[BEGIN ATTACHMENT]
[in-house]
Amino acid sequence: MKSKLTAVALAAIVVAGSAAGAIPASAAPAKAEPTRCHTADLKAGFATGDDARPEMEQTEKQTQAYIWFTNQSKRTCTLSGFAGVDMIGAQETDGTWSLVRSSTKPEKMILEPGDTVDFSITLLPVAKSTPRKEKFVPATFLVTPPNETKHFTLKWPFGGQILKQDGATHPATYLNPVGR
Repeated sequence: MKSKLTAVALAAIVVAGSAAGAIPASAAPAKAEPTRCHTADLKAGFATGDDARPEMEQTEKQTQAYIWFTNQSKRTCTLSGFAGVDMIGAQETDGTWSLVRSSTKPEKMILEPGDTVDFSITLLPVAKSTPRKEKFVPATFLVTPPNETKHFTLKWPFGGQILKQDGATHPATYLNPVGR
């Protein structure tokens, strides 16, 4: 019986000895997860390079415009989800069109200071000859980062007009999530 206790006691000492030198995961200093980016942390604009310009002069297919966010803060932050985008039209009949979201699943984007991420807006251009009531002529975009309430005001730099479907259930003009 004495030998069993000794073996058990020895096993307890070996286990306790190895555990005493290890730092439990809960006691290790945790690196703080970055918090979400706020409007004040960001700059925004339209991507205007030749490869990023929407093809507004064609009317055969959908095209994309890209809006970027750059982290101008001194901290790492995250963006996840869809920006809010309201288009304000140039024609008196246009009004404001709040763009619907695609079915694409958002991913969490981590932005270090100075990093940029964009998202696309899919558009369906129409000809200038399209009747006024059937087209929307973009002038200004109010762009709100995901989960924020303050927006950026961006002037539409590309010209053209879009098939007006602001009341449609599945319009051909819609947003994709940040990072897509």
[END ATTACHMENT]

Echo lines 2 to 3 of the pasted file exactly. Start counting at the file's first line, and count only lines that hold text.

Amino acid sequence: MKSKLTAVALAAIVVAGSAAGAIPASAAPAKAEPTRCHTADLKAGFATGDDARPEMEQTEKQTQAYIWFTNQSKRTCTLSGFAGVDMIGAQETDGTWSLVRSSTKPEKMILEPGDTVDFSITLLPVAKSTPRKEKFVPATFLVTPPNETKHFTLKWPFGGQILKQDGATHPATYLNPVGR
Repeated sequence: MKSKLTAVALAAIVVAGSAAGAIPASAAPAKAEPTRCHTADLKAGFATGDDARPEMEQTEKQTQAYIWFTNQSKRTCTLSGFAGVDMIGAQETDGTWSLVRSSTKPEKMILEPGDTVDFSITLLPVAKSTPRKEKFVPATFLVTPPNETKHFTLKWPFGGQILKQDGATHPATYLNPVGR